The Darwin court rejected the board's ambiguous statement indicating that a contracting officer's "motives" in the decision to terminate for default could never be probed. However, the Darwin court said no more than that, and the contracting officer's decision was held arbitrary or capricious not because of motive but because the contracting officer failed to comply with prescribed regulatory considerations. The contracting officer's motive was in fact irrelevant to the result.

If we do look at the contracting officer's "motive" in this case, at most the evidence shows that the government stood to benefit as a result of a default termination in that it did not need the B-52 assembly units. Someone at DOD discovered that an adequate supply of the part was on hand, in any event, to meet their requirements during the phase-out of that part.

There is no evidence that the government would not have accepted goods conforming to the contract. Nor is there evidence that the government was aware that it did not need the parts prior to Rowe making the goods that it tendered. There is simply no evidence here of a sinister motive in terminating Rowe. The goods were not obtained elsewhere as in Darwin. No regulation was violated. Indeed, Rowe points to nothing in the facts or precedent which required the government to terminate for convenience rather than default when it is clear that the contractor could never be able to supply the prequalified assembly units required by the contract. In order for the Air Force to accept Rowe's proffered units it would have been required to undertake extensive testing not contemplated by the contract. Had it needed the parts, we can speculate that it might have voluntarily undertaken to perform the tests. But it did not even need the genuine parts, much less substitutes that would required expensive and extensive testing.

I finally note that while technically the claim decided by the board was the agency's claim for breach, the board's ruling at the same time mooted appellant's claims for termination for convenience damages. Our affirmance of the termination for default, however, does not necessarily mean that the government is entitled to any damages. It is undisputed that the default saved the government money because it had, in any event, an oversupply of the spare parts covered by the contracts.

In sum, I would affirm on the basis of the board's opinion.

COWEN, Senior Circuit Judge, dissenting.

I cannot join in either of the opinions affirming the Board's decision. In my view, the facts found by the Board, plus undisputed facts not included in the Board's decision,1  demonstrate that the Board erred by failing to convert the contracting officer's termination of the contracts for default into a termination for the convenience of the government.

* The affirming opinions, and the Board's decision upon which they are based, rest upon an assumption which I believe is erroneous: namely, that Rowe's contracts required it to furnish only cables insulated with the Okoflex material which had been supplied by Rowe in previous contracts. The conclusion is not supported by the Board's findings and is contrary to the record generally.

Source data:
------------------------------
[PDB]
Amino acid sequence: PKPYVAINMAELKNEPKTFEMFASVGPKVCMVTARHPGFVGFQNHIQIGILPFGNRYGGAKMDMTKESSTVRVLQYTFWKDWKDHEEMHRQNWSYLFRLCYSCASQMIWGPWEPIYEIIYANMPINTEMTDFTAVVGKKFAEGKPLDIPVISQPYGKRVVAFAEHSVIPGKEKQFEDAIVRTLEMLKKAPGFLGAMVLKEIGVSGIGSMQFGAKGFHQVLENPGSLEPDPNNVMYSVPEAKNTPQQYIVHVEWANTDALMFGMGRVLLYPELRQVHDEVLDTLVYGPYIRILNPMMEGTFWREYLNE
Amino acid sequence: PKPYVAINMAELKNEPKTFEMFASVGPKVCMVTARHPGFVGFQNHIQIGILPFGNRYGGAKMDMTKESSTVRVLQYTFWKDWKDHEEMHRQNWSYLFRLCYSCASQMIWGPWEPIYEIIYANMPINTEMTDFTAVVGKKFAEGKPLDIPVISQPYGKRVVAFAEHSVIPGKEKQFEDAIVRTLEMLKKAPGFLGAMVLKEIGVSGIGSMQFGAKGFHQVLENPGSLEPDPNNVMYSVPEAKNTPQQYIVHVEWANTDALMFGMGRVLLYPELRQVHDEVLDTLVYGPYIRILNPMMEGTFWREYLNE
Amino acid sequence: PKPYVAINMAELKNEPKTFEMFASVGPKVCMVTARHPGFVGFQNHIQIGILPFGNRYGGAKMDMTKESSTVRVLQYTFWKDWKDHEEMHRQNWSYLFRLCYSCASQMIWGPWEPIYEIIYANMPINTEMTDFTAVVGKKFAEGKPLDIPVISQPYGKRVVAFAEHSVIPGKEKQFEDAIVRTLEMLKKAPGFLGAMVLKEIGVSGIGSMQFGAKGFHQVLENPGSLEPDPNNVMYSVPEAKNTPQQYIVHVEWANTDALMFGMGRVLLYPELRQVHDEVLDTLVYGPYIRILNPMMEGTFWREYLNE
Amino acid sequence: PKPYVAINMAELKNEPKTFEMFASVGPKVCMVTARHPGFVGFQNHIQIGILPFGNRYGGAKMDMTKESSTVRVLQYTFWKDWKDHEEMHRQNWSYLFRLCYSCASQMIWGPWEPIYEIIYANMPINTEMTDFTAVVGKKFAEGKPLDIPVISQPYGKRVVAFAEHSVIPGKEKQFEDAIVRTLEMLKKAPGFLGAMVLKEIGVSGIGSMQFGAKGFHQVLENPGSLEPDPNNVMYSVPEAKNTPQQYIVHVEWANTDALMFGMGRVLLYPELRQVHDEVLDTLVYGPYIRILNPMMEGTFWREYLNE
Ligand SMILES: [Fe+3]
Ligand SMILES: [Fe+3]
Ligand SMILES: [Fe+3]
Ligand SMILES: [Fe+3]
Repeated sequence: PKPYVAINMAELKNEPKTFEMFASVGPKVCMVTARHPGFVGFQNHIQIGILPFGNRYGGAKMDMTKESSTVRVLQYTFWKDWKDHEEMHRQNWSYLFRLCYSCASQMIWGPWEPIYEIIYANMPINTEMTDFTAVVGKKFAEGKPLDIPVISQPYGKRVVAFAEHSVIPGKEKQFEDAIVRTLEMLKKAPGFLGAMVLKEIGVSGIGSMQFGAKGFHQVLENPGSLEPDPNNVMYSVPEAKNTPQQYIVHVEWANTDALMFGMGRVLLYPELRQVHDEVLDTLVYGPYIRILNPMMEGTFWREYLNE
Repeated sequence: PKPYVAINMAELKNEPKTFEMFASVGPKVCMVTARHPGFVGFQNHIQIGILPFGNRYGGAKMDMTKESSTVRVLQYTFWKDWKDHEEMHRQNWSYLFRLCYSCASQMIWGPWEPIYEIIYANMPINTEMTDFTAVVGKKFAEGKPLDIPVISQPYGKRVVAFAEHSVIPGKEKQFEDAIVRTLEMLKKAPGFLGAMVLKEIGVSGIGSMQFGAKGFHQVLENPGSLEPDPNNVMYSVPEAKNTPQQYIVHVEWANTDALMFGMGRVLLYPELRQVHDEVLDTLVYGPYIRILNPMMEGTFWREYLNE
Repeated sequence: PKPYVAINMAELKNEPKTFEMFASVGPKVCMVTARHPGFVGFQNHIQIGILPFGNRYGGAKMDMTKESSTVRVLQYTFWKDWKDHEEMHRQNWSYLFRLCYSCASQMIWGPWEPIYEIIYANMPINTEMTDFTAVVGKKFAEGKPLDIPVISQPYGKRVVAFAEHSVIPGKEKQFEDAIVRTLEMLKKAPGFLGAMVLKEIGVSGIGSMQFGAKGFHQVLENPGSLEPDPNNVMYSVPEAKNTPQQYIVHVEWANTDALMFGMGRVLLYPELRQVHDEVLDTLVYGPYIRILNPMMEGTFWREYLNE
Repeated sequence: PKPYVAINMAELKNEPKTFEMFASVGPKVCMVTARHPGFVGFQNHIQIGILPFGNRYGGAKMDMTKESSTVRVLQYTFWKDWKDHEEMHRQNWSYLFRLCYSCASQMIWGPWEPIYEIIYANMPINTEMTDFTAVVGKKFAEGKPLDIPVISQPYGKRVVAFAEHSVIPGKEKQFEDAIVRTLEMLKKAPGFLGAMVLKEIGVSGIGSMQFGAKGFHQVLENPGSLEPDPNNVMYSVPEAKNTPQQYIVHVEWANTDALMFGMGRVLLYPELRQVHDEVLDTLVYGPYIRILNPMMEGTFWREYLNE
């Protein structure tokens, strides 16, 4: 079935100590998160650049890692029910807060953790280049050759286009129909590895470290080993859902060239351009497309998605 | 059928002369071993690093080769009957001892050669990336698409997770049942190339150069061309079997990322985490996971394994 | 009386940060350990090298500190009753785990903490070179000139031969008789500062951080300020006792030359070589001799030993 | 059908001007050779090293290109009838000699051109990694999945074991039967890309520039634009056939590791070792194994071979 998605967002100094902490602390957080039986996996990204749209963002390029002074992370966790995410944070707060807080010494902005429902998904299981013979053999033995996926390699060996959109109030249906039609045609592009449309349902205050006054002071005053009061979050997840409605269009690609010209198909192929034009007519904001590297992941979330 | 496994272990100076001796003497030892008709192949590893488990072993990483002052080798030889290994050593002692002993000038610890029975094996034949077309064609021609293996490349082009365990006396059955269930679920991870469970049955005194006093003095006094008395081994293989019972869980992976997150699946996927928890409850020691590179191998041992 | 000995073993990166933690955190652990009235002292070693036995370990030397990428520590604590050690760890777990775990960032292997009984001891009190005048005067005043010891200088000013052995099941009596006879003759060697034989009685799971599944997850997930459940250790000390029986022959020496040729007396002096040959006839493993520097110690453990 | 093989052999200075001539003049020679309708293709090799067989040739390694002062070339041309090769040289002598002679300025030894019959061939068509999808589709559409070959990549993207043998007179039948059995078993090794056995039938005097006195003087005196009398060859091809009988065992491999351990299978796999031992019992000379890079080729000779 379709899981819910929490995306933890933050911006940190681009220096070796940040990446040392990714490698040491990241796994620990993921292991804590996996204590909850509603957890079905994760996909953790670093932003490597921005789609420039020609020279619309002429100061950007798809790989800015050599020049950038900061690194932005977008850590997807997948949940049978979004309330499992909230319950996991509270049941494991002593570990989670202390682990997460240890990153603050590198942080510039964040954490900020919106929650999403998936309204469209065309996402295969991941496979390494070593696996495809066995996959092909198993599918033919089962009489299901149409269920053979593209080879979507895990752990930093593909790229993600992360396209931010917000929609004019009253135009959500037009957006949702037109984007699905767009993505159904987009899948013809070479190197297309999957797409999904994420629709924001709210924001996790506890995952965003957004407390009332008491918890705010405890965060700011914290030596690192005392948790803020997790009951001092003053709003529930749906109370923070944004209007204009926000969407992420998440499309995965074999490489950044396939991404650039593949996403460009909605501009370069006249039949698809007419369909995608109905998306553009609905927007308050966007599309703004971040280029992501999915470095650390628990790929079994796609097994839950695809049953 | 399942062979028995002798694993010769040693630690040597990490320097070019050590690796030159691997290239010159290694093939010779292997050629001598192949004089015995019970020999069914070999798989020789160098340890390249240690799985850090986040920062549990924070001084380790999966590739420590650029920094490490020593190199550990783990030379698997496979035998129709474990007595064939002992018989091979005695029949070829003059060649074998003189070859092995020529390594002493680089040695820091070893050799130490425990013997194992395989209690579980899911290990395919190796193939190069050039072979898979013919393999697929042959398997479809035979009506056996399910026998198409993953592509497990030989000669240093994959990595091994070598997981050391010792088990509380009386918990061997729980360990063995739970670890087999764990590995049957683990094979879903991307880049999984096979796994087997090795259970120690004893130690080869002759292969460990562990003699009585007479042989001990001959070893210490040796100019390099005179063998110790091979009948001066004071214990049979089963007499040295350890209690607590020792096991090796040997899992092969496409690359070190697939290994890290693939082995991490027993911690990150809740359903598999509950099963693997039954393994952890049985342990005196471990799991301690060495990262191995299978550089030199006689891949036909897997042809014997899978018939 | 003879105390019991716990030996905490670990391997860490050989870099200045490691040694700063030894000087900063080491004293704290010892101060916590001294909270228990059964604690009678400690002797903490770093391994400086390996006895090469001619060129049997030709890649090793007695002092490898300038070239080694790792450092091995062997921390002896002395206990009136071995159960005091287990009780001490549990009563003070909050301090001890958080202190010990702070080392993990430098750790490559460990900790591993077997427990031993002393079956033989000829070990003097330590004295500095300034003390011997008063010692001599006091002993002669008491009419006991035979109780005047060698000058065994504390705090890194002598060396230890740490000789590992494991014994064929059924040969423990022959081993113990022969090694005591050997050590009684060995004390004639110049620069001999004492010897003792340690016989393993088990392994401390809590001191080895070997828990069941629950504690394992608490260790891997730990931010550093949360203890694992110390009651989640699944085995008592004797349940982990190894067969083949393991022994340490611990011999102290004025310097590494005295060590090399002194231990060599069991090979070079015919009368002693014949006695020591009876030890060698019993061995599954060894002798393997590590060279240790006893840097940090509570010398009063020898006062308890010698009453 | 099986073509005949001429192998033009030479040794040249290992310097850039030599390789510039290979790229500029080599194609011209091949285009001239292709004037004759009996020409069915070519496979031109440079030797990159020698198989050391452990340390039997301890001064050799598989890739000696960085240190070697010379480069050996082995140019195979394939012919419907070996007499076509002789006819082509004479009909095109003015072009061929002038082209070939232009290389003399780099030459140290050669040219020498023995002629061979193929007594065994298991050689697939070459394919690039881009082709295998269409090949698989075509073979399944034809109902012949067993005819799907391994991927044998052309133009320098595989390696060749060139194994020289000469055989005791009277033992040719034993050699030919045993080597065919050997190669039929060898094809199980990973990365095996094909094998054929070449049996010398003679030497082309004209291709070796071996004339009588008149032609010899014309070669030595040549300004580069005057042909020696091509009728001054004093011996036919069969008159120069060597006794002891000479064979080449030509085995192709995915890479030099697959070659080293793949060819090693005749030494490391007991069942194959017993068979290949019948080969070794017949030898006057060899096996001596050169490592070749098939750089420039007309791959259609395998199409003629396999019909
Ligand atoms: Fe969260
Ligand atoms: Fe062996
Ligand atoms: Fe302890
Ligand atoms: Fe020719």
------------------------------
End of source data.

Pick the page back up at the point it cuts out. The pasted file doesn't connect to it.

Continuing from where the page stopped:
The record amply supports Rowe's position that under the terms of the contracts, it had the right to submit equivalent insulation and did so when Okoflex was no longer available for the performance of the contracts.

The government's cross-motion for summary judgment before the Board, p 6 stated that Rowe's drawing for the cable to be utilized in the assemblies provided for the use of "Okoflex insulation or equivalent." App. 26. Three times during the hearing before the Board, the government's attorney, Mr. Fields, admitted that the contract did not specifically require Rowe to provide Okoflex insulation. Mr. Fields stated: "There is nothing in the contract that specifically says in writing that you will provide Okoflex insulation." App. 27, 33.

Again, at App. 100, Mr. Fields stated: "Objection, your Honor. I repeat that my witness has already testified to the fact that there is no specific provision in the contract that says that a certain type of insulation is required."

The government based its contention that Okoflex was required in the contracts upon a part number in a drawing made by the Boeing Company and upon the fact that Rowe's drawing contained that same part number. However, Rowe's drawing specified the use of "Okoflex insulation or equivalent." Mr. Billy Albritton, the government's witness upon whose testimony the Board relied heavily, testified as follows: "Q: Mr. Albritton, we agree the word Okoflex does not appear on that drawing? A: It does not appear on that drawing. Q: The word insulation does not appear on that drawing? A: That's correct." App. 93. Mr. Albritton also testified as follows: "The insulation is specified on the Rowe drawing. The Rowe drawing is identified in the contract." App. 108.

Even if the government expected Rowe to deliver cables insulated with Okoflex, that expectation did not alter Rowe's contractual obligation, which was to furnish cables insulated with "Okoflex or equivalent."

II